Other evidence of the early Christians’ acceptance of the Book of Enoch was for many years buried under the King James Bible’s mistranslation of Luke 9:35, describing the transfiguration of Christ: “And there came a voice out of the cloud, saying, ‘This is my beloved Son. Hear him.'” Apparently the translator here wished to make this verse agree with a similar verse in Matthew and Mark. But Luke’s verse in the original Greek reads: “This is my Son, the Elect One (from the Greek ho eklelegmenos, lit., “the elect one”). Hear him.” The “Elect One” is a most significant term (found fourteen times) in the Book of Enoch. If the book was indeed known to the apostles of Christ, with its abundant descriptions of the Elect One who should “sit upon the throne of glory” and the Elect One who should “dwell in the midst of them;” then the great scriptural authenticity is justly accorded to the Book of Enoch when the “voice out of the cloud” tells the apostles, “This is my Son, the Elect One,”… the one promised in the Book of Enoch. . . .

. . . . The Books of Enoch, and especially 1 Enoch, seems to be a missing link between Jewish and Christian theology and is considered by many to be more Christian in its theology than Jewish. It was considered scripture by many early Christians. The literature of the church fathers is filled with references to this book. The early second century apocryphal book of the Epistle of Barnabus makes many references and quotes from the Book of Enoch. Second and third century church fathers like Justin Martyr, Irenaeus, Origin and Clement of Alexandria all seemed to have accepted Enoch as authentic. Tertullian (160-230 A.D.) even called the Book of Enoch, “Holy Scripture”. The Ethiopian Coptic Church holds the Book of Enoch as part of its official spiritual canon. It was widely known and read the first three centuries after Christ. This and many other books became discredited after the Council of Laodicea. And being under ban of the authorities, it gradually disappeared from circulation.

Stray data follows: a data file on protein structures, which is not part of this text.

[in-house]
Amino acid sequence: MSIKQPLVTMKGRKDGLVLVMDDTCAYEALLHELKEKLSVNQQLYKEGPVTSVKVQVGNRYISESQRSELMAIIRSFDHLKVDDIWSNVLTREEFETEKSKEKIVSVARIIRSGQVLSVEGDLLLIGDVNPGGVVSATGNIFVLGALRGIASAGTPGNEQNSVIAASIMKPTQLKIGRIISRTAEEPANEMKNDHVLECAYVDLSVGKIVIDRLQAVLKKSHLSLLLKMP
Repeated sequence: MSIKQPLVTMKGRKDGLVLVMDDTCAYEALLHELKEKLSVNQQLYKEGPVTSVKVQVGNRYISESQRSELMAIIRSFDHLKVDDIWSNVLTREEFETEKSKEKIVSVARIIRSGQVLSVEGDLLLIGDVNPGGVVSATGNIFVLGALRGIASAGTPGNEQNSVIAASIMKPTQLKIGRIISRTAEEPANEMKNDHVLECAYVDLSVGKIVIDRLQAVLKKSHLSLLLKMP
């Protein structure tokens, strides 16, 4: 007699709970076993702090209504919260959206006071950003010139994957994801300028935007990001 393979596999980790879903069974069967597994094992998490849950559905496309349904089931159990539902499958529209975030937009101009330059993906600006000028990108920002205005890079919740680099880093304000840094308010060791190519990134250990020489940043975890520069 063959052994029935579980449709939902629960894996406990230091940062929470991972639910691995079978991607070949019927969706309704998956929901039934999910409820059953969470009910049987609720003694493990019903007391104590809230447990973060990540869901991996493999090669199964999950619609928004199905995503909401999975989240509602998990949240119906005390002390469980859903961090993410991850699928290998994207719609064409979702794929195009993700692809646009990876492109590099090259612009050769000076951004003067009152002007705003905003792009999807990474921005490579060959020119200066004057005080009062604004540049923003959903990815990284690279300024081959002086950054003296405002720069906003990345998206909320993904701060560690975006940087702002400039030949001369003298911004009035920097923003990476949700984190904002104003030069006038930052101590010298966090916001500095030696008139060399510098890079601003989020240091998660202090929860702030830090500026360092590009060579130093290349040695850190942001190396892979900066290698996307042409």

In 1773, rumors of a surviving copy of the book drew Scottish explorer James Bruce to distant Ethiopia. He found the Book of Enoch had been preserved by the Ethiopian church, which put it right alongside the other books of the Bible.

What emphasizes itself to me in all of this is the longing in the human heart to return Home to an Edenic heaven we somehow lost sight and experience of, and the human mind’s futile endeavors to devise ways of exploring higher levels of consciousness, as exemplified, for example, in the mind-altering drug culture. We rather believe that heaven is “up there” somewhere in the heavens, whereas Jesus clearly stated that the kingdom of heaven is within us and all around us–and that will be the topic of my next post in this series. Until then,

Be love. Be loved.

Antony

I invite you to read my HealthLight Newsletter online at LiftingTones.com.

The “Jesus of History” Vs the “Jesus of Faith” part 3:2 – Experiencing the Source

“Jars of spring water are not enough anymore. Take us down to the river.”—Rumi

Christianity, as it was conceived and brought forth as a religion–initially by the Jewish Zealots at the time of Jesus and three decades later by Constantine and the Council of Nicaea–interrupted a cycle of restoration that Jesus initiated with his life of unconditional love and compassion. In that sense, it was and is a failure. The kingdom of heaven remains only a belief, a concept in human consciousness, a place to go to after we die, but nevertheless a largely unrevealed reality behind the manifest world of human existence. I say “largely” because the Natural World continues to manifest the glorious revelation of the kingdom of heaven on Earth, especially in the spring. In a word, what we long for and seek is to go beyond belief and into a personal experience of God. This the Christian religion has failed to deliver. We’ve had to find it on our own by way of various transformational spiritual paths.